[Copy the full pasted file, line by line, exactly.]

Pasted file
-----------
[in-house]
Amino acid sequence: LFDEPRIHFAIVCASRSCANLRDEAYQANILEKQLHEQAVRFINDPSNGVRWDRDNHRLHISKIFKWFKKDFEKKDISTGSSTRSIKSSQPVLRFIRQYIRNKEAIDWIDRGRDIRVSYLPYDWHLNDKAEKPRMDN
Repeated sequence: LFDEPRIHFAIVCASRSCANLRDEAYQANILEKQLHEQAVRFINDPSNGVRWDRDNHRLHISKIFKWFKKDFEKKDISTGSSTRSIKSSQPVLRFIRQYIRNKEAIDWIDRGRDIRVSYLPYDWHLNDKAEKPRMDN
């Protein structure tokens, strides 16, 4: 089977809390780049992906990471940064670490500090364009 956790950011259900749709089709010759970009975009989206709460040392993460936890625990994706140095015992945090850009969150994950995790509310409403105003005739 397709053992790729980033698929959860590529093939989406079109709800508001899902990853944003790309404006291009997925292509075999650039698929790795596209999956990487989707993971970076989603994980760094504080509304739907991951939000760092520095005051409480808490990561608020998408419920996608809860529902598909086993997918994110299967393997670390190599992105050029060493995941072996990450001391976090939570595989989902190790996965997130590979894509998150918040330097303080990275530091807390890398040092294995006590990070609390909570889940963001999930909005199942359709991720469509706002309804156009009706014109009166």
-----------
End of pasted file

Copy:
[in-house]
Amino acid sequence: LFDEPRIHFAIVCASRSCANLRDEAYQANILEKQLHEQAVRFINDPSNGVRWDRDNHRLHISKIFKWFKKDFEKKDISTGSSTRSIKSSQPVLRFIRQYIRNKEAIDWIDRGRDIRVSYLPYDWHLNDKAEKPRMDN
Repeated sequence: LFDEPRIHFAIVCASRSCANLRDEAYQANILEKQLHEQAVRFINDPSNGVRWDRDNHRLHISKIFKWFKKDFEKKDISTGSSTRSIKSSQPVLRFIRQYIRNKEAIDWIDRGRDIRVSYLPYDWHLNDKAEKPRMDN
């Protein structure tokens, strides 16, 4: 089977809390780049992906990471940064670490500090364009 956790950011259900749709089709010759970009975009989206709460040392993460936890625990994706140095015992945090850009969150994950995790509310409403105003005739 397709053992790729980033698929959860590529093939989406079109709800508001899902990853944003790309404006291009997925292509075999650039698929790795596209999956990487989707993971970076989603994980760094504080509304739907991951939000760092520095005051409480808490990561608020998408419920996608809860529902598909086993997918994110299967393997670390190599992105050029060493995941072996990450001391976090939570595989989902190790996965997130590979894509998150918040330097303080990275530091807390890398040092294995006590990070609390909570889940963001999930909005199942359709991720469509706002309804156009009706014109009166």